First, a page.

When the over-cladding membrane is installed over old felt roofing materials, the composite of the fibres in the over-cladding membrane creates new asbestos materials that can be released into the air when the old felt roofing materials break down over time due to weathering and age, and this can happen over relatively short periods of time.

How Can You Tell If Your Roof Contains Asbestos Over-cladding?

Inferior properties have led to asbestos being removed from countless products due to its health hazards. The mineral was frequently used in construction projects until its health consequences were realised.

The effects of asbestos on humans can be severe and deadly. When inhaled, asbestos is harmful to humans and associated with many fatal diseases, including lung cancer and mesothelioma. As a result, it’s no longer used in product construction or production. Buildings must be asbestos-tested before being refurbished or demolished.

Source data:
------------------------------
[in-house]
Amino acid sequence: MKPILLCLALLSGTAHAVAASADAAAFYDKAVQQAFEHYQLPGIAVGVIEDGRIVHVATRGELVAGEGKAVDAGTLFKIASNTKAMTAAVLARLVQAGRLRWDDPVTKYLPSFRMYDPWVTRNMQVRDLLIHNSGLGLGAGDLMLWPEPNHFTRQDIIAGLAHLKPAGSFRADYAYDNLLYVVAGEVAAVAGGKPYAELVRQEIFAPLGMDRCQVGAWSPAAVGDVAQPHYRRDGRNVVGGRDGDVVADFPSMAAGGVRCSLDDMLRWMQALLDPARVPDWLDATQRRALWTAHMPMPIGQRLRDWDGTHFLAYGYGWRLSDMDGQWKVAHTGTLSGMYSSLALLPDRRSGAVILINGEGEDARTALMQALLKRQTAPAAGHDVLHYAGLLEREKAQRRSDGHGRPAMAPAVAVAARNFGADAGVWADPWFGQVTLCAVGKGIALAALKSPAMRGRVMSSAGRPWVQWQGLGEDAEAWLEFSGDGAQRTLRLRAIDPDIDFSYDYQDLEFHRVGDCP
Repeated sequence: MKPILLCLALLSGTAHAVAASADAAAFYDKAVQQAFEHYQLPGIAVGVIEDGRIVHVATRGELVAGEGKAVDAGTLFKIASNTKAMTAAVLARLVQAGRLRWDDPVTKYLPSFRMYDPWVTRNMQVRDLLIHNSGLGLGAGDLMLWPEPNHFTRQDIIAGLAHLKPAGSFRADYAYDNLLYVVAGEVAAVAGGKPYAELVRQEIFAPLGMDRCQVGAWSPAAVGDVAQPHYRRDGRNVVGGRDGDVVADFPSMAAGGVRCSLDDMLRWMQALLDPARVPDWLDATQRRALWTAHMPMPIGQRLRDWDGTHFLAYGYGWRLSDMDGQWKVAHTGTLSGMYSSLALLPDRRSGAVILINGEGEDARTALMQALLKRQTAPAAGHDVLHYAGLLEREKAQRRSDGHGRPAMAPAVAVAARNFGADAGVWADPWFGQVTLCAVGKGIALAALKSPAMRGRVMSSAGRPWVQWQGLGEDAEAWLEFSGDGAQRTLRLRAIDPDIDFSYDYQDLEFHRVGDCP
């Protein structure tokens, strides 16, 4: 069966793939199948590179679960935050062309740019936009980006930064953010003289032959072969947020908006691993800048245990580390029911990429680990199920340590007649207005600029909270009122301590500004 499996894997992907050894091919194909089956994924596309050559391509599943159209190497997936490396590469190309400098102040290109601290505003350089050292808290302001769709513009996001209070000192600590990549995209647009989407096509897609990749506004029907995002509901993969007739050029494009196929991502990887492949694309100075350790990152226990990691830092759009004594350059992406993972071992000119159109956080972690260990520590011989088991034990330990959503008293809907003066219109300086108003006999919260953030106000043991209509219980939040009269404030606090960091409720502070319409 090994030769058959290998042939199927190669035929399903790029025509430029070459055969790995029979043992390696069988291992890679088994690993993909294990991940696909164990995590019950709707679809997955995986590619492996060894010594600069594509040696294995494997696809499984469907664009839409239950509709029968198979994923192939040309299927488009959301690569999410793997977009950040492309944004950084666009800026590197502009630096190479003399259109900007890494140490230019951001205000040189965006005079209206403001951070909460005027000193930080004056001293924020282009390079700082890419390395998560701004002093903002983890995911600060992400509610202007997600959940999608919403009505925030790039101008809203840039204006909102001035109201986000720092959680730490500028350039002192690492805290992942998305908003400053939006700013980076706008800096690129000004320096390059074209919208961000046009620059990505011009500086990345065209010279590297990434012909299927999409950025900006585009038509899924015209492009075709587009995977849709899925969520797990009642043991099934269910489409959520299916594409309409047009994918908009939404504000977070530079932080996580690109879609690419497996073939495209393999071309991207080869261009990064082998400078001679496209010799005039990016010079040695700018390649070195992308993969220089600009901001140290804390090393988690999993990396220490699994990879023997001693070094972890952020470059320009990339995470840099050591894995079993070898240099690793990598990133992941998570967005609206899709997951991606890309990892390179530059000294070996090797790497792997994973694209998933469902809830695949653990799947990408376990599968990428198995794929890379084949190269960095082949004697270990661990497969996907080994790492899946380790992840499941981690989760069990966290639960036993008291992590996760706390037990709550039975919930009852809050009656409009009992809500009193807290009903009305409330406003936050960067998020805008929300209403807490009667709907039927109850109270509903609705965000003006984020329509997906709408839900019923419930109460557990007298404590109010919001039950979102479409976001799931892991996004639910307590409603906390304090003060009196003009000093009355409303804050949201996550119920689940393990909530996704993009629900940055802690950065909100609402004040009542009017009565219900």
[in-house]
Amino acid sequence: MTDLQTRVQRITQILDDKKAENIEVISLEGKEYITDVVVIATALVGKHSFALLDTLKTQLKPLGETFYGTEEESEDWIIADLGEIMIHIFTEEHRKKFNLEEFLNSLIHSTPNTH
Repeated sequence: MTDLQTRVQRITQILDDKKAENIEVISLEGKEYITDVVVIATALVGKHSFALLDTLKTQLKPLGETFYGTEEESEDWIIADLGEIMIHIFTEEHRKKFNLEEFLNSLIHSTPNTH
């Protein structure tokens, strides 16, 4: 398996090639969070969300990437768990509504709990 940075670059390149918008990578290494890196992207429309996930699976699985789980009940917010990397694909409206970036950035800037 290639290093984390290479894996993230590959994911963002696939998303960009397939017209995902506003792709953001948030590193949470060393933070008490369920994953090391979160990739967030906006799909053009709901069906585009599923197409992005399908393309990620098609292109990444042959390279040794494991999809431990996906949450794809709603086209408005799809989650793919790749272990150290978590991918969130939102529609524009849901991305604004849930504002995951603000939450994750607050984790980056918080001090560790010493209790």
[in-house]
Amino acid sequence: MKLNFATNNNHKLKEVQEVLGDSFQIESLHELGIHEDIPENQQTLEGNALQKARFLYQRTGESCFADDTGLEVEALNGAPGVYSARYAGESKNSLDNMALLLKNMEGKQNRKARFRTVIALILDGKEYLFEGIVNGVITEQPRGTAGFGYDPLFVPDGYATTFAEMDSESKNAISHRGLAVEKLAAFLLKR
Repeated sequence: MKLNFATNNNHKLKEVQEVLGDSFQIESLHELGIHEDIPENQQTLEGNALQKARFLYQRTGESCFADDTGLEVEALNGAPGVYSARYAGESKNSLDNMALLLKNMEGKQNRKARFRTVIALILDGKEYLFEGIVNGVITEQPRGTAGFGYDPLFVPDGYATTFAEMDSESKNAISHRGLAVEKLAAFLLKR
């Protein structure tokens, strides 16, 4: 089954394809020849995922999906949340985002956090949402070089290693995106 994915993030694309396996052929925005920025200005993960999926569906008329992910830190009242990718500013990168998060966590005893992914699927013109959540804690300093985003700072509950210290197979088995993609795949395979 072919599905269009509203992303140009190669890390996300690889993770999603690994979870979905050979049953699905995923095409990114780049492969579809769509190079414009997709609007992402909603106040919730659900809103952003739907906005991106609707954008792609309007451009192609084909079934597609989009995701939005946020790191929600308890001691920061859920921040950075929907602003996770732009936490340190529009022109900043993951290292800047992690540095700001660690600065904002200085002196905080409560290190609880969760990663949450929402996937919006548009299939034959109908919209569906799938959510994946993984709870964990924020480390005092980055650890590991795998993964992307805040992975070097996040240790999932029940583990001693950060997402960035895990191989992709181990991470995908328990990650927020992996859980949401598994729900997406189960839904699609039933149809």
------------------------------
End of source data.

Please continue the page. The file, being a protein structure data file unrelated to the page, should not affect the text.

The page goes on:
Fortunately, there are simple methods that can be used to see if a roof contains asbestos over-cladding.

  • Start by inspecting the roof from top to bottom. Look for signs of damage and wear, such as chunks of the old roofing materials breaking up and ending up on the ground below the roof.
  • Next, check the insulation below the roof for any signs of damage, like crumbling and dropping fibres or crumbling insulation board.
  • Finally, check all flashings for signs of damage; examine metal fastenings throughout the building for any signs of corrosion, and look for signs of crumbling and peeling where they attach to the building.

Some signs of asbestos over-cladding may also be visible from inside the building.

For example, if a roof is being replaced as part of a renovation project, the renovation crew will have to remove and dispose of the old roofing materials. Any old roofing materials that can’t be recycled or salvaged should be removed carefully from the property and then disposed of at a waste facility that handles asbestos waste.